Patience is a virtue. It’s a virtue I lack – I hate to wait. When I was young my mother would frequently admonish me with “good things come to those who wait.” I heard that quote so often I became curious as to its origin: was it something created by my mother to appease my impatience or was it a legitimate proverb? I discovered that the saying was made well known by Violet Fane in her poem “Tout Vient A Qui Sait Attendre” which translates as “All hoped-for things will come to you, Who have the strength to watch and wait…”
I have been chasing Hubert longer than many people have been married. In a sense my relationship with Hubert has been like a marriage. We’ve been together in good times and bad, Hubert has seen me through births and deaths, in sickness and in health but, thankfully, Hubert and I have now come full circle before death did us part. What once began as a chance encounter with a single beautiful etching gradually deepened into something much more intense. I grew to admire and appreciate Hubert’s skill and obvious passion for his work. I began this blog not only to seek his identity but also as a love note to this artist who will never know me but whose art has affected my life and brought joy to me and many others as evidenced by the comments and emails I’ve received cheering me on in my quest. It was always my desire to bring Hubert out of the shadows – I want the world to know who this talented, gifted artist really is. Chasing Hubert has bestowed upon me countless valuable life lessons, chief among them the merit of patience and fortitude. And, after 30 years of chasing, I have finally discovered the truth in Violet’s optimistic verse (and Mom’s admonishment) that good things truly do come to those who wait. Now, thanks to mon nouvel ami Etienne, I have been able to realize one of my life’s dreams. That long-awaited “hoped-for thing” has finally come: HUBERT’S IDENTITY!! Introducing…..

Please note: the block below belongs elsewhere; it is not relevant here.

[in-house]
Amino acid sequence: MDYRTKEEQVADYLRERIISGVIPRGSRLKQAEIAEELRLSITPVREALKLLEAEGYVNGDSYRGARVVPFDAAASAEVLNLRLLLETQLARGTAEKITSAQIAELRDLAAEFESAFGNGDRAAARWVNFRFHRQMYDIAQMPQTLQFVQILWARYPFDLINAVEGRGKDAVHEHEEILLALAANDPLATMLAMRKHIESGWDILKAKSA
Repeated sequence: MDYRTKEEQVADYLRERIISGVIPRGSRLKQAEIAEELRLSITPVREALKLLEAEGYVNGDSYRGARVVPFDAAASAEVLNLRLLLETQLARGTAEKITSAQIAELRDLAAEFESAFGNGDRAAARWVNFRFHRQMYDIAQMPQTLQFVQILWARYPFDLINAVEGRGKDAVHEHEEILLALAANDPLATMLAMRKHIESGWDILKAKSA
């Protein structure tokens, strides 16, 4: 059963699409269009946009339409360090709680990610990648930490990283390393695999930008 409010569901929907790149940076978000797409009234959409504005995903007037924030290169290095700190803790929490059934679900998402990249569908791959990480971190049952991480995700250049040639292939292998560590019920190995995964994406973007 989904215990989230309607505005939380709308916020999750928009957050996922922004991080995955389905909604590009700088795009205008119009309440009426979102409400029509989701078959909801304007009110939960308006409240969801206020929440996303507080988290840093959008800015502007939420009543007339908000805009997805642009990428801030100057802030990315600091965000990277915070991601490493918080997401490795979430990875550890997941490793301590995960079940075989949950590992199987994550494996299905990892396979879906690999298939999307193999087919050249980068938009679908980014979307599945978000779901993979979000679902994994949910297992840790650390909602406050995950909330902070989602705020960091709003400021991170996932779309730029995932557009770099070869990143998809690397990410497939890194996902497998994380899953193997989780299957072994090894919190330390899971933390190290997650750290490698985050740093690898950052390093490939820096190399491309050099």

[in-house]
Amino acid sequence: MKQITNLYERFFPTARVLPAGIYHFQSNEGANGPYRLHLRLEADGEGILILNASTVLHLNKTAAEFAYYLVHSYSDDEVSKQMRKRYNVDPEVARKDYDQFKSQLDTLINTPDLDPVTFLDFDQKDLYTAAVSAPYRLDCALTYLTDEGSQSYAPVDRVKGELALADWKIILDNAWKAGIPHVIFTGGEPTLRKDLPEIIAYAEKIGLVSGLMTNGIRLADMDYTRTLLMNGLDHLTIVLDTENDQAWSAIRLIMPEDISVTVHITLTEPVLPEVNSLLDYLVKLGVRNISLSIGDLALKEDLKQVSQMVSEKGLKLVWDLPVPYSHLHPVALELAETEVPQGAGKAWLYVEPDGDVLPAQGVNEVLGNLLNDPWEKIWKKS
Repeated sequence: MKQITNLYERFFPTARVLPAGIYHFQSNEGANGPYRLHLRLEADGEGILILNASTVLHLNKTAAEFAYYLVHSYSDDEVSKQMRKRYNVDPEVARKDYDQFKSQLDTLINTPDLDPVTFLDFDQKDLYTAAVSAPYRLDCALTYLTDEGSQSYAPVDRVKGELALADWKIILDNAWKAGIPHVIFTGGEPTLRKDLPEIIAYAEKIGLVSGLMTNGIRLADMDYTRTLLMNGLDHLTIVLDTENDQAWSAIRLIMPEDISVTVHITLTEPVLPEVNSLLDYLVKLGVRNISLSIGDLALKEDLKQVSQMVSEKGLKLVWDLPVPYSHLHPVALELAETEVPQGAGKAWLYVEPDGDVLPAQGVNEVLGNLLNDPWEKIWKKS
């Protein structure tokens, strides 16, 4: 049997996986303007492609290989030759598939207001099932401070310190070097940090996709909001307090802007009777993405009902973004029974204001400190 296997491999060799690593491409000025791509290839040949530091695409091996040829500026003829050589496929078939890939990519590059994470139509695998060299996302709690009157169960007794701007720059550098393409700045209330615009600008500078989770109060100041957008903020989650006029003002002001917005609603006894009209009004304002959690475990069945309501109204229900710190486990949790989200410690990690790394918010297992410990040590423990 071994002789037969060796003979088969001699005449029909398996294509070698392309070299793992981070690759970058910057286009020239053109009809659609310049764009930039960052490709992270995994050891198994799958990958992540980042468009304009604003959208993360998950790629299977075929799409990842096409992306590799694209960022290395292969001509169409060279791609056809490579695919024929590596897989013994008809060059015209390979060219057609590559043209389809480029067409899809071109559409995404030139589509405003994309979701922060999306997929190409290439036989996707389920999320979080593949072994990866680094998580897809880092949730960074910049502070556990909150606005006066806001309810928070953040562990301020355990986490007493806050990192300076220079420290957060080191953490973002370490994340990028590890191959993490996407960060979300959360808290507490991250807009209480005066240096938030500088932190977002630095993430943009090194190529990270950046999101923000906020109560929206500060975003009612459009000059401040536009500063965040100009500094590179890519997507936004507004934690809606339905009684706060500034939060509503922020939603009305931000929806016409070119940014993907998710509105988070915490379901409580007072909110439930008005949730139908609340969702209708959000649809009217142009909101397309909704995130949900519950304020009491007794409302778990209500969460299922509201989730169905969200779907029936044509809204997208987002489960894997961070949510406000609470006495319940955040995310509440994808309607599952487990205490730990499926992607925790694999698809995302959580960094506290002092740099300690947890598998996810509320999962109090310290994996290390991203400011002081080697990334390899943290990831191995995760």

The real hero of this story is Etienne, a French researcher and blogger of forgotten 19th and 20th century artists. Etienne and I began corresponding in 2016 throwing out different theories about Hubert’s identity. None panned out until recently, while researching the artist Auguste Brouet for his blog, http://www.auguste-brouet.org/en/ he came upon a print signed Leon Salles-Hubert strongly pointing to the painter-etcher Leon Salles (1868-1952.) When I received Etienne’s email the print was undeniably that of Hubert’s. However, there were still many unanswered questions: if Leon Salles is the artist where did the name Hubert come from and why are so many of his prints signed Hubert while others are signed Leon Salles? Upon further investigation Etienne found the most compelling piece of evidence an article in the September 17, 1926 issue of the French newspaper la Vigie de Dieppe which stated “whether signed Menager or Hubert all bear the the mark of the same talent, both vigorous and soft, and the same knowledge, sound and refined, because they are all authored by Mr. Leon Salles.” Why then did Leon Salles choose the name Hubert? Most probably because Hubert was his mother’s maiden name. Artists at that time often struggled to survive. To supplement their income they sometimes produced works of a more commercial nature. In the case of Leon Salles, he would utilize his mother’s maiden name Hubert to sign his lesser works in order to differentiate from his more important works such as those he exhibited in the Salon (famous annual art exhibition in Paris.)
After all this time I must say Hubert does not disappoint. His story is as captivating as his art. More about his life to come….Merci beaucoup, Etienne!